• Related weapon system: Global Hawk (NGC), military satellites, long-range air to ground missile (TAURUS), Army Tactical Missile System (indigenous development by Hanwha), etc.
  1. KAMD: Korea Air and Missile Defense (KAMD) is a lower ground (approx. 20km above ground) defense system where patriot missiles, AMD cell and early warning radar play indispensable roles.
  • Related weapon system: TBM early warning radar (foreign purchase), ground to air missile upgrade (indigenous development), Patriot missile upgrade (Raytheon), etc.
  1. KMPR: Korea Massive Punishment & Retaliation (KMPR) is the system that allows to destroy the control tower of the enemy when attack occurs.
  • Related weapon system: UAV and grenade launcher for special operation (indigenous development), CH-47 upgrade, etc.
  1. Platform Force: The major supporting platforms will be,
  • Aircrafts: F-35, Maritime Operation Helicopters (LMCO vs. Leonardo), Maritime Patrol Aircraft (Boeing’s P8)
  • Vessels: Jangbogo-II/III, Gwangaeto-III batch-II
Market Access & Obstacles
The ROK’s defense procurement agency, Defense Acquisition Program Administration (DAPA) is a sole government agency in conducting and executing the procurement of defense equipment.  Established in 2006, DAPA is the primary government agency conducting ROK’s defense procurement and is the only agency that is authorized to negotiate on behalf of the Ministry of National Defense (MND) for defense products and services, as well as being the only agency that can authorize offset credits, dictate terms and conditions, and make changes to delivery schedules or required deliverables.  DAPA controls all formal negotiations on price, technology transfer, local work share, and offset packages.
Commercial sales (DCS: Direct Commercial Sale) in the defense industry account for 46 percent of DAPA procurement (average figure from 2011 to 2015). Recently the ROK government has shown a preference for DCS over Foreign Military Sales (FMS) on some programs in an effort to reduce purchase price, and work with faster and more simple process.
Foreign procurement contract amount (figures are based on contract amount)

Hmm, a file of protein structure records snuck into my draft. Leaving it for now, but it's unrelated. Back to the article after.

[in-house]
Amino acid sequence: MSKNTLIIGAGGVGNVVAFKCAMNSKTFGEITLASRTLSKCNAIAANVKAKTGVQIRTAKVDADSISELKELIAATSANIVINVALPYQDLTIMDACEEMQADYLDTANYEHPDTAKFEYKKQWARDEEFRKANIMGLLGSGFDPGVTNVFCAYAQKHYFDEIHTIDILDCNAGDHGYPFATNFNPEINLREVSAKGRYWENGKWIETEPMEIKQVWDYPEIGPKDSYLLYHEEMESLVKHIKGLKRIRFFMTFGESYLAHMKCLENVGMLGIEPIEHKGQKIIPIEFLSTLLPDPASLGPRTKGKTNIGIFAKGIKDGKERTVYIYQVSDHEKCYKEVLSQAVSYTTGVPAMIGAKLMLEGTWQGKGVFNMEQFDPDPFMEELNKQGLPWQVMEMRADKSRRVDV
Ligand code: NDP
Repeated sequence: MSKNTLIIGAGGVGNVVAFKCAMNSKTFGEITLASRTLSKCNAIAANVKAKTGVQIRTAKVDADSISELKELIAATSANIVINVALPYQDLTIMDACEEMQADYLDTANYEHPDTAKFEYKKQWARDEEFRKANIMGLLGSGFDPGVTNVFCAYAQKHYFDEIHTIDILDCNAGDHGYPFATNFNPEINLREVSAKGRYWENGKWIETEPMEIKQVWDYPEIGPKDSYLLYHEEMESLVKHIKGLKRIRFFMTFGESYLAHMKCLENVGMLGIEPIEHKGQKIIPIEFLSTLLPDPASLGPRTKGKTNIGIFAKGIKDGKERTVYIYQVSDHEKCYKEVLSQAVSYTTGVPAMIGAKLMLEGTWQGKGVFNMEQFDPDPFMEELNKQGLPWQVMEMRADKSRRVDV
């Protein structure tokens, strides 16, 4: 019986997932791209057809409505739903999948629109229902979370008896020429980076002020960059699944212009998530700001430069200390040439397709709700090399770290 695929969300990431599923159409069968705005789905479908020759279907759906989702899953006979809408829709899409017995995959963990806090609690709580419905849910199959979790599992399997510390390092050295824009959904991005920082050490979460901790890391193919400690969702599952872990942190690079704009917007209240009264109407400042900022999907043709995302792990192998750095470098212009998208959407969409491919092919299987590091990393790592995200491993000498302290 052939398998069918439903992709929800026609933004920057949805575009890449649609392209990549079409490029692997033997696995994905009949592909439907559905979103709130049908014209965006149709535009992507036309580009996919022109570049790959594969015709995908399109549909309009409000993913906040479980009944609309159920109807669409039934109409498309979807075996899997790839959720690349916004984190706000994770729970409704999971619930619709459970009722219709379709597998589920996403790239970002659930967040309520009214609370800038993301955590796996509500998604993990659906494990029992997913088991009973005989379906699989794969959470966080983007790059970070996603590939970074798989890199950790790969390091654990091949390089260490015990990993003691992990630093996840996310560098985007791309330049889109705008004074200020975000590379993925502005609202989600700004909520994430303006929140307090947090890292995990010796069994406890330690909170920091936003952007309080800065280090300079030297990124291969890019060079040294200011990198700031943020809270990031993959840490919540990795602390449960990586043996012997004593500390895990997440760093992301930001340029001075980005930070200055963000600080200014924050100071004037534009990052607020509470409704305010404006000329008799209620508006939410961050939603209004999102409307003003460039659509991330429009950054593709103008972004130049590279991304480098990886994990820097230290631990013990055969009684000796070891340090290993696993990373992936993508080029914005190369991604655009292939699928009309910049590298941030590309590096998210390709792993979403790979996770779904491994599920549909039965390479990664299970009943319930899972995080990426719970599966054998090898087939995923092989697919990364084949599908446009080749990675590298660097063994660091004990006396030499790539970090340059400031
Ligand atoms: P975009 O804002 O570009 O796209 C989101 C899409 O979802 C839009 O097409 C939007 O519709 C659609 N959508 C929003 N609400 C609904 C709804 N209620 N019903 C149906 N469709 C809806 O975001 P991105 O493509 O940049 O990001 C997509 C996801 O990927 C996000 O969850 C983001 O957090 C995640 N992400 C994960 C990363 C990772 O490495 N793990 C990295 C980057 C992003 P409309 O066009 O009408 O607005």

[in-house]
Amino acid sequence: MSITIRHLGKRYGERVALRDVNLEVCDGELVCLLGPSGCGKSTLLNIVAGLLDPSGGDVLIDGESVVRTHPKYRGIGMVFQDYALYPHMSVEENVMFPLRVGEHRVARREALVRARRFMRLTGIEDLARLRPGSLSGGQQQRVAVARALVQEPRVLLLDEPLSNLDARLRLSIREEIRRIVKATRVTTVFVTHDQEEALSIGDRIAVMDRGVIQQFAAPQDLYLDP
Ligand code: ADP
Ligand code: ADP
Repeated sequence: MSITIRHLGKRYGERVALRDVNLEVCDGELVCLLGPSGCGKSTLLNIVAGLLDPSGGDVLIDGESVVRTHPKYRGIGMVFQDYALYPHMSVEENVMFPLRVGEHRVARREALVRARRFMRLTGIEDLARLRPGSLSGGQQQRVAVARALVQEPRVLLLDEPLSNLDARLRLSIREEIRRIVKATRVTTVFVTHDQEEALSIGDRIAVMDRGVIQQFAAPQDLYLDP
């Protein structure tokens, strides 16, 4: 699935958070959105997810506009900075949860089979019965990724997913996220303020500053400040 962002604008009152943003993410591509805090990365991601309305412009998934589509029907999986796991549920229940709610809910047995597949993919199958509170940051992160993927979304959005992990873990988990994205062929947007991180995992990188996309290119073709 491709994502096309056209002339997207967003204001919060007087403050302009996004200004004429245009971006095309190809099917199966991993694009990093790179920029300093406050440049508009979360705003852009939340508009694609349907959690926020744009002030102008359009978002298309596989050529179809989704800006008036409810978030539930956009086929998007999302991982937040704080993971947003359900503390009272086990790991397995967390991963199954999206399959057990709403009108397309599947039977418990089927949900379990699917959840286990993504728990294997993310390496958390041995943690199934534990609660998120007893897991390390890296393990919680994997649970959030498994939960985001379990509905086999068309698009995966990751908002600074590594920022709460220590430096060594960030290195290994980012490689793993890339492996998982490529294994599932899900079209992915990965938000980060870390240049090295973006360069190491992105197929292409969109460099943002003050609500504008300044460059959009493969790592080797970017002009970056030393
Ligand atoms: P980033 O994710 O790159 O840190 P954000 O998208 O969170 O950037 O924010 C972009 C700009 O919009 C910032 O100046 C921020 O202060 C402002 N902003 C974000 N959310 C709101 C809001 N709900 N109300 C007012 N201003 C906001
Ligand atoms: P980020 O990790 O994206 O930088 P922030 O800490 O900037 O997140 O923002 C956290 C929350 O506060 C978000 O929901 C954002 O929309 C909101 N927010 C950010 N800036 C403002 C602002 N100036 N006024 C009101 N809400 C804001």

Source: DAPA’s Statistics                                                                             Unit: Million USD
Defense Offset Policy
The offset program was first introduced in Korea in 1982 to fulfill the objective of developing Korea’s aerospace industry but it gradually became an important means to acquire core technologies to develop defense industry.An offset obligation is imposed upon the foreign supplier/contractor when the main defense contact amount of a unit acquisition program exceeds 10 million USD.Exceptions do exist where an offset obligation is imposed on a contract of less than 10 million USD value.For programs with competing suppliers, usually 50 percent of the estimated main contract amount should be allocated to an offset program.For sole source programs, 10 percent or more of the estimated main contract amount is expected.The following programs are considered for the offset: co-production, licensed production, overseas investment, technology transfer, counter purchase, buy-backs, and etc. DAPA is the leading entity that governs the offset policy and oversees the executions.Technology evaluations are done by DTaQ (Defense Agency for Technology and Quality), an organization under DAPA.
According to the data announced by DAPA in 2016, offset programs executed from 2011 to 2015 were valued at total of 8 billion USD. There was a sharp increase in the value in 2014 and 2015 due to major programs such as F-X (F-35), HUAV (Global Hawk), and Patriot missile programs.Of the total executed offset program values, 45 percent was accounted for technology transfer, 29 percent for acquisition of equipment, and 26 percent for exports. The U.S. took up the largest share in both the number of offset programs offered (48 percent) and the value of offset programs offered (83 percent).  A large portion of Korea’s export of defense products is a result of DAPA’s defense offset program.